3. Driven Wells

As the name suggests, driven wells consist of a special perforated pipe that is pounded into the ground until it reaches an aquifer. They are not commonly used, but they’re not unheard of either.

Driven wells are an option when the top aquifer is shallow and they come with the obvious advantage of not requiring a casing, unlike dug wells.


Things to Meditate Upon before Starting Your Well Endeavor

There are three important steps or procedures to follow for optimum results in well-digging: siting, drilling and testing the well.

Siting refers to the process of groundwater exploration itself, which should be as scientific as possible.

Basically, any hole dug deep enough in the ground will provide you with some water, at least at the beginning, but the amount of water resulting from a randomly dug hole can be insufficient.

Low-yield wells may be enough for drinking, but if you dig a well for irrigation purposes, that’s another matter. There are scientific methods for finding the best spots for high-yield wells and generally speaking, high-yield wells are those that penetrate a fractured rock zone.

The procedure for finding the fracture spots can be expensive, but anyway, it would be a good idea to confer with an expert about the availability and also reliability of local aquifers before starting investing in drilling or digging equipment.

A good start would be to consult with your local state geological survey office about the potential sweet spots on your property, i.e. if you have suitable conditions for building a well on your land.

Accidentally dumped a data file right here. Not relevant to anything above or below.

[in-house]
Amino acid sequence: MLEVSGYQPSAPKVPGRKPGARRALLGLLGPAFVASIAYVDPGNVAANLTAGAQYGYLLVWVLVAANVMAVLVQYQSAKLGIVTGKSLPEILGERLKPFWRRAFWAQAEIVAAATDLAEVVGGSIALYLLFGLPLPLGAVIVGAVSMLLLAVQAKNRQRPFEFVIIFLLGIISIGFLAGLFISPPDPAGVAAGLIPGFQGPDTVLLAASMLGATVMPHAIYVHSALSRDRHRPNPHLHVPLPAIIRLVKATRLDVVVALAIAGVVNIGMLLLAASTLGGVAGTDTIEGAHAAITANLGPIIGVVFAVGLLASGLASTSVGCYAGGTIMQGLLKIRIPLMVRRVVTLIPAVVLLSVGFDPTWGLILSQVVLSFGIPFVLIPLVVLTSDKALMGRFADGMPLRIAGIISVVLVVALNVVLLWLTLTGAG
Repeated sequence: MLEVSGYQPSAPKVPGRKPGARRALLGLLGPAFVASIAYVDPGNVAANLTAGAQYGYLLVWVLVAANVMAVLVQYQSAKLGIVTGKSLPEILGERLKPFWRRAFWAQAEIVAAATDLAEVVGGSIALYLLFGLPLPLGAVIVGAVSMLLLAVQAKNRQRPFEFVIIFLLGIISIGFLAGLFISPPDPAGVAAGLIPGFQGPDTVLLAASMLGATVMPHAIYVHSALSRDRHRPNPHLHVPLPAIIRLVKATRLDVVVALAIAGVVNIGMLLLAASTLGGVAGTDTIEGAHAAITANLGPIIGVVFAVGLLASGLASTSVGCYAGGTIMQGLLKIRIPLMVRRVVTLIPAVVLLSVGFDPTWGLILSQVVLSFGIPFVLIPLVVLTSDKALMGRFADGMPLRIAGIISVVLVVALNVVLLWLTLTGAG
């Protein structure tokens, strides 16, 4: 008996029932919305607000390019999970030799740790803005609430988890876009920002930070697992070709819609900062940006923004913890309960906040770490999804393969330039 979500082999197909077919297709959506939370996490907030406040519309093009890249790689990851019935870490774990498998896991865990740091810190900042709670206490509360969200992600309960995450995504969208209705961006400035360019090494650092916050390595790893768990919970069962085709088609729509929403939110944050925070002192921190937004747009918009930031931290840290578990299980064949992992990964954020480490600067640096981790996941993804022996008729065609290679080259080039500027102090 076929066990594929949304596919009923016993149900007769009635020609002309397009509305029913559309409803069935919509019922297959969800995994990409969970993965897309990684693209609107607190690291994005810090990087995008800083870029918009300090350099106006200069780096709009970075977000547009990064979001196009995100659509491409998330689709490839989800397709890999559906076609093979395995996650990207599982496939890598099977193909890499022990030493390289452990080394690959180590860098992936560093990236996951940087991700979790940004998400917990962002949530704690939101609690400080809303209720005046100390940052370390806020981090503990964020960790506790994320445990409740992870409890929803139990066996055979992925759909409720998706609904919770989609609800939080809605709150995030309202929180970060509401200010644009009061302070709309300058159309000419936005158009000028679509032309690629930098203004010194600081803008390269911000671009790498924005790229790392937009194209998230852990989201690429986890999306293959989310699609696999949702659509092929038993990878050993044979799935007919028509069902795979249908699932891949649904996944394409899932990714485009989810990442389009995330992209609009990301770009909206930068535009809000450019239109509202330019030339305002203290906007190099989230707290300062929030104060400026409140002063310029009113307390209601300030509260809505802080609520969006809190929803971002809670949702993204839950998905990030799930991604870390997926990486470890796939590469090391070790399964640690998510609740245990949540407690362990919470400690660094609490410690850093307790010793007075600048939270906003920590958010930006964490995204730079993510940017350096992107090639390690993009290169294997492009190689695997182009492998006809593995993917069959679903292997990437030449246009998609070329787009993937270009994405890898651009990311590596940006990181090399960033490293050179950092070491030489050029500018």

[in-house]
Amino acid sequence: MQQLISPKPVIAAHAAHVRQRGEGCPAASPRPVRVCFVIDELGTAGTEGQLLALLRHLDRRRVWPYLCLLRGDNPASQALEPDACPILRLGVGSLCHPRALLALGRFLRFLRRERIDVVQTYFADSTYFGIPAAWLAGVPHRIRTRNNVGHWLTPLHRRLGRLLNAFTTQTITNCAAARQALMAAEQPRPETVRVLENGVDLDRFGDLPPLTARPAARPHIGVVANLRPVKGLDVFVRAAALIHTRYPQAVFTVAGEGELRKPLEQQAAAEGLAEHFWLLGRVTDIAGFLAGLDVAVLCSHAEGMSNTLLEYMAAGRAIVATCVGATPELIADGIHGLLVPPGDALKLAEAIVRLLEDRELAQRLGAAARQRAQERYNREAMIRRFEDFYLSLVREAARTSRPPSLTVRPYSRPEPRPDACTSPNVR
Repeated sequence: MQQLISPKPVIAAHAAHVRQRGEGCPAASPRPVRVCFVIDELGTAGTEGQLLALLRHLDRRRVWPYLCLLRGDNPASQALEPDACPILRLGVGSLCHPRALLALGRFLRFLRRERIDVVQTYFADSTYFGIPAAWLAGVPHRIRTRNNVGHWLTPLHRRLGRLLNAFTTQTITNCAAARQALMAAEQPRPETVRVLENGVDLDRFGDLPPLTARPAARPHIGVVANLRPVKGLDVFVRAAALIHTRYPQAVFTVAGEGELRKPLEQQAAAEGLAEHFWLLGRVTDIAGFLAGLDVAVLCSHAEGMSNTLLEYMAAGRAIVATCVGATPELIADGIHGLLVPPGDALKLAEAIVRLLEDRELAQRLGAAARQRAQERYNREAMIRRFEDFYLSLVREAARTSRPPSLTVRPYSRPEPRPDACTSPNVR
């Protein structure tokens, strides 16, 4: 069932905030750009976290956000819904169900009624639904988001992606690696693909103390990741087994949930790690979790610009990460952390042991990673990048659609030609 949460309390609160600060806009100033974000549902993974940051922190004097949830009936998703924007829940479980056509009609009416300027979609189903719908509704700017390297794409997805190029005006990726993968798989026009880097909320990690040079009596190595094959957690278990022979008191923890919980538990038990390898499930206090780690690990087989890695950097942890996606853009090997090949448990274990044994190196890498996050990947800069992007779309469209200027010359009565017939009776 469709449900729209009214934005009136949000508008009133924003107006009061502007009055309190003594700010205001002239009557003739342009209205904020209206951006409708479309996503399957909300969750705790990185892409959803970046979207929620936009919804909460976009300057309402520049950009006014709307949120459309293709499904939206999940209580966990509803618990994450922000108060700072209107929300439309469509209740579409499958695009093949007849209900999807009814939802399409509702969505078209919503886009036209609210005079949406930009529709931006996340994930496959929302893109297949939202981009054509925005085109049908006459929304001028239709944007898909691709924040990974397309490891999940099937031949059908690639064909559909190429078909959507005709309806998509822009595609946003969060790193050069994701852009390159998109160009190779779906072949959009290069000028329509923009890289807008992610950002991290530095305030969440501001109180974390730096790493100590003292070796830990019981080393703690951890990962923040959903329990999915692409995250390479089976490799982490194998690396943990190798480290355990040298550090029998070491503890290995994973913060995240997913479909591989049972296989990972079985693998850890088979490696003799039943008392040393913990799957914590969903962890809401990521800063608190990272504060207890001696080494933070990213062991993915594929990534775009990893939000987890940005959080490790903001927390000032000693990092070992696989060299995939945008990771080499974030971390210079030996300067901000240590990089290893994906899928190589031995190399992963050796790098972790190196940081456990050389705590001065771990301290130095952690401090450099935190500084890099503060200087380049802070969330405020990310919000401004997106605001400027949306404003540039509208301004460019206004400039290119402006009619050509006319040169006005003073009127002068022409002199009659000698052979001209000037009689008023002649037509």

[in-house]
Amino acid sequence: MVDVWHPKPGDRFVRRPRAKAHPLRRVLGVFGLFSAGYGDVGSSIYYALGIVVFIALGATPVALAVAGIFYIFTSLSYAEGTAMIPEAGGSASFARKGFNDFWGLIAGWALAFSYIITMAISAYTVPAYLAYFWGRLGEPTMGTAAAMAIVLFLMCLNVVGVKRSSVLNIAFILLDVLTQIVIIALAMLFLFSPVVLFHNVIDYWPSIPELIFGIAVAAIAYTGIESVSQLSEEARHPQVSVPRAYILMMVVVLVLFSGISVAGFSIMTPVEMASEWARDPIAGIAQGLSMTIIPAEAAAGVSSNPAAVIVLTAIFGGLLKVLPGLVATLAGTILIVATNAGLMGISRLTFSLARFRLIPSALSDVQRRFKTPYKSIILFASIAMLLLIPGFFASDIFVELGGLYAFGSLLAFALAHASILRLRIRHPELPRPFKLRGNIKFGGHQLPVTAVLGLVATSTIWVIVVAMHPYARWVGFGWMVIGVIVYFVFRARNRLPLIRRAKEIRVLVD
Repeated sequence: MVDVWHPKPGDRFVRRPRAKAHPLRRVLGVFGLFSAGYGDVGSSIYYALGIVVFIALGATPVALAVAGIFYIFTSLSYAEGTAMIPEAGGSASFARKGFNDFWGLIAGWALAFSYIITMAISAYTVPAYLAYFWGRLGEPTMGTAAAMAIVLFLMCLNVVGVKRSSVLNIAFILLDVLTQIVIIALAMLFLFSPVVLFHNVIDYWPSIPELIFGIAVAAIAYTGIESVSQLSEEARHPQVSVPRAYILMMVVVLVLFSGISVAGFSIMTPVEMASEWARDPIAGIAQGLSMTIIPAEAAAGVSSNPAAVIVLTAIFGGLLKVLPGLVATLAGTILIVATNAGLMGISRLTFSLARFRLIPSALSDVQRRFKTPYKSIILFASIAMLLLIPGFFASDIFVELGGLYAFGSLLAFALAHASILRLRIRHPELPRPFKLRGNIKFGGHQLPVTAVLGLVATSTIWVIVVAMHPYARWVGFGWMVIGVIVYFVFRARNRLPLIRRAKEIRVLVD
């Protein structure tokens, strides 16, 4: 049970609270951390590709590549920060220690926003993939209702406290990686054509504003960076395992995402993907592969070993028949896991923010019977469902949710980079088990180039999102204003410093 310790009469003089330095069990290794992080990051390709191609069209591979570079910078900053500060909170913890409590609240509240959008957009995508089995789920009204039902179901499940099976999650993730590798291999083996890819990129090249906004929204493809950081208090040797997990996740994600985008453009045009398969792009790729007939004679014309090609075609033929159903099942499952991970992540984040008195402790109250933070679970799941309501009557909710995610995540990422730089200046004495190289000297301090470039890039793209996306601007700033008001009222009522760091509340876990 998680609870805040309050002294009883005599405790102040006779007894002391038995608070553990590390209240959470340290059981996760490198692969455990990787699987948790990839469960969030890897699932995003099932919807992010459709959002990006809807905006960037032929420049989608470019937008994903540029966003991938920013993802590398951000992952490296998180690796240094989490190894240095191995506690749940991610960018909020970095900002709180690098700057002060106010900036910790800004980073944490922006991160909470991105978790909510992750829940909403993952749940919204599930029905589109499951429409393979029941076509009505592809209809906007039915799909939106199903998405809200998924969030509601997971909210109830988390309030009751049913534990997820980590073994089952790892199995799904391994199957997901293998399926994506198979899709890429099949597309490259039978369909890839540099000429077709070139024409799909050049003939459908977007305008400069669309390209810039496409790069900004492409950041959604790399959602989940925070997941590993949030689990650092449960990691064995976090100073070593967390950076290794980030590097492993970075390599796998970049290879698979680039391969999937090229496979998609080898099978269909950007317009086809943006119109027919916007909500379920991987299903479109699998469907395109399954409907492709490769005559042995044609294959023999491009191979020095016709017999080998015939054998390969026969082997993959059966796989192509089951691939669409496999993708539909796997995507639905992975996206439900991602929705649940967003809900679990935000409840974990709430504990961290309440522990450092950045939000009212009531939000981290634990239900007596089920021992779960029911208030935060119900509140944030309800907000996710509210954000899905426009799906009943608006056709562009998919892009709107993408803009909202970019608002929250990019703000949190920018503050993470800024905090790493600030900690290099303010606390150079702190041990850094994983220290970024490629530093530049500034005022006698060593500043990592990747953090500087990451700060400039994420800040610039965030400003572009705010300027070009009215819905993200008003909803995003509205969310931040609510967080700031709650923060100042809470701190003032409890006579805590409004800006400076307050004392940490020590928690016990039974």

The first step in digging yourself a well is to find the optimal location, the “sweet spot” as drillers say.

The respective spot should be away from buried fuel tanks (at least 50 feet away), septic systems (the same), pastures (100 feet away), barnyards, cesspools, basically anything that has the potential of polluting the aquifer (and at least 5 feet away from building sites). You should avoid digging wells where the groundwater appears within ten feet of the Earth’s surface as well.

You should also check with your local building department because depending on your location, you may require a building permit and also you must meet certain construction standards. It’s a good idea to contact your utility company too to make sure that you don’t start digging holes on top of gas pipes and the like.

A pretty straightforward indicator of a shallow aquifer is that spot on your property that has green grass during the driest part of the year.

After you find the proper location, go dig a test well in the “sweet spot”. See how deep you must go to hit water and try to measure the fill rate. Depending on your water needs and the fill rate, you’ll decide if you’ll dig the well in the respective location or not.

Also, you should determine what water system equipment you require for providing you with a reliable supply of water from the well.